With this in mind, Drew Tabke and I set out to ski 17,795’ Cerro El Plomo, the massive glaciated peak east of La Parva Ski Area. Plomo is typically climbed during the summer months over 2-4 days, including the approach. While Drew and I had no shortage of energy and blind ambition, time, however, was one thing we were lacking. We made the call for a one day push, hoping that by saving weight we’d be able to travel a little quicker. We announced our plans to the director of ski patrol and, while he thought that we were crazy and would either fail or die, he happily agreed to let us stay at the refugio at the top of La Parva.
…Or maybe not, I think to myself as we shot the first takes. What seems like a blanketing of fresh powder is nothing more than a wind drift, with the rest of the terrain all but stripped of decent snow. Nonetheless, we work the surrounding terrain that is defined by cartoonish cornices, glaciers, and ramps that, given the right snow conditions, would be right up there with anything in Alaska. After some not-so-impressive attempts at some more ambitious lines I concede to the conditions and tone it down a bit, enjoying the scenery as much as anything. After all, in a place as beautiful as Patagonia, even for me, the skiing is just a bonus.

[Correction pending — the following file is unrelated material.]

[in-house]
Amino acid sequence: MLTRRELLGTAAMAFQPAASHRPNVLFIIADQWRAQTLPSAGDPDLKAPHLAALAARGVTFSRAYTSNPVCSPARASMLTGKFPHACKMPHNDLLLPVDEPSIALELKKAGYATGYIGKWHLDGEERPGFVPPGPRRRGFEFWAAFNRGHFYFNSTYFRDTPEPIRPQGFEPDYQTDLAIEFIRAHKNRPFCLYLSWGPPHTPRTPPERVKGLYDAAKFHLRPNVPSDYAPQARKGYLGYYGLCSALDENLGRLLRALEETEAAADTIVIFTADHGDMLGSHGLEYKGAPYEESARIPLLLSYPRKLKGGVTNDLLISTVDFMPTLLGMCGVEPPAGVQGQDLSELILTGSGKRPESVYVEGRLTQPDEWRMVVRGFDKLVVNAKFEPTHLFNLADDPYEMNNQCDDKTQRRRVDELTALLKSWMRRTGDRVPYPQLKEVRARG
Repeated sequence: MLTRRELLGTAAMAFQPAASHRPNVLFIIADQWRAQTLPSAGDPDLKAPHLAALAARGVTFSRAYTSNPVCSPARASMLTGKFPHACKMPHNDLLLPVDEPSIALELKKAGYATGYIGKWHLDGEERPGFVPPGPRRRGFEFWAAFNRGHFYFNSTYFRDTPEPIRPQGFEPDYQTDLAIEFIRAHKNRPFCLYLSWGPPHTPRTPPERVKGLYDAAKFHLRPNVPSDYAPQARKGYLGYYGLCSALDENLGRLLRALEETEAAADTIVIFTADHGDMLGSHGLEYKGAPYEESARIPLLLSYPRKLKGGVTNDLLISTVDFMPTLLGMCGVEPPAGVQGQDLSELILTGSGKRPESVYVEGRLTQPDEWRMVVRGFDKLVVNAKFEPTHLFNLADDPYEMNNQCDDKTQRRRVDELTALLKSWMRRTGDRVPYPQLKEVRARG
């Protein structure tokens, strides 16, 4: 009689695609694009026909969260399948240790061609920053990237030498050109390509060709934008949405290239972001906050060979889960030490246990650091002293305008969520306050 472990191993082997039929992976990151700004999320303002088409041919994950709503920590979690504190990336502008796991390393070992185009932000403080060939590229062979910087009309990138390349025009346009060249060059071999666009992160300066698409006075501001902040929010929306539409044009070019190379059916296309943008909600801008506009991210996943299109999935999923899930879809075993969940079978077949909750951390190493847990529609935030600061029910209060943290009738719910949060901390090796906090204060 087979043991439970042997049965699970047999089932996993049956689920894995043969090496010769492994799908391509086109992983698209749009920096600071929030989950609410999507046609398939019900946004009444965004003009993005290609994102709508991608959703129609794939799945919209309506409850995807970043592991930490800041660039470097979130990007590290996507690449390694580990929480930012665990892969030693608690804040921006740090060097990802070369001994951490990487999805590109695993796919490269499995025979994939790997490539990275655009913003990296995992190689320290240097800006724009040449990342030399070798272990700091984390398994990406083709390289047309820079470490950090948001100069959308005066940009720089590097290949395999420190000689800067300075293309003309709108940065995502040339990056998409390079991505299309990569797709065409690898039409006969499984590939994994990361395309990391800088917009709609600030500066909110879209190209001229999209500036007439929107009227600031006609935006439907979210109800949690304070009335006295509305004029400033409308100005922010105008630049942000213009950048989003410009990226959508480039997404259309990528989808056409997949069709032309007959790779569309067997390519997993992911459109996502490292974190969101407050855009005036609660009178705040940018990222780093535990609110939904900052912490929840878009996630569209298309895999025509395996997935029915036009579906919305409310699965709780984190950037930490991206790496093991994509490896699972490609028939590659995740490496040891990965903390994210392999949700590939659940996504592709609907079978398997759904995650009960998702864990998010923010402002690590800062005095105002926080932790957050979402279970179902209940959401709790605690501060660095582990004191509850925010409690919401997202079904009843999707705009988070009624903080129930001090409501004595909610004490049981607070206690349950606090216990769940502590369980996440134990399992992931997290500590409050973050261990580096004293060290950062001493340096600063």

To paraphrase Thoreau, many men spend their entire lives searching for good snow, when, in the end, it’s not the snow they’re really after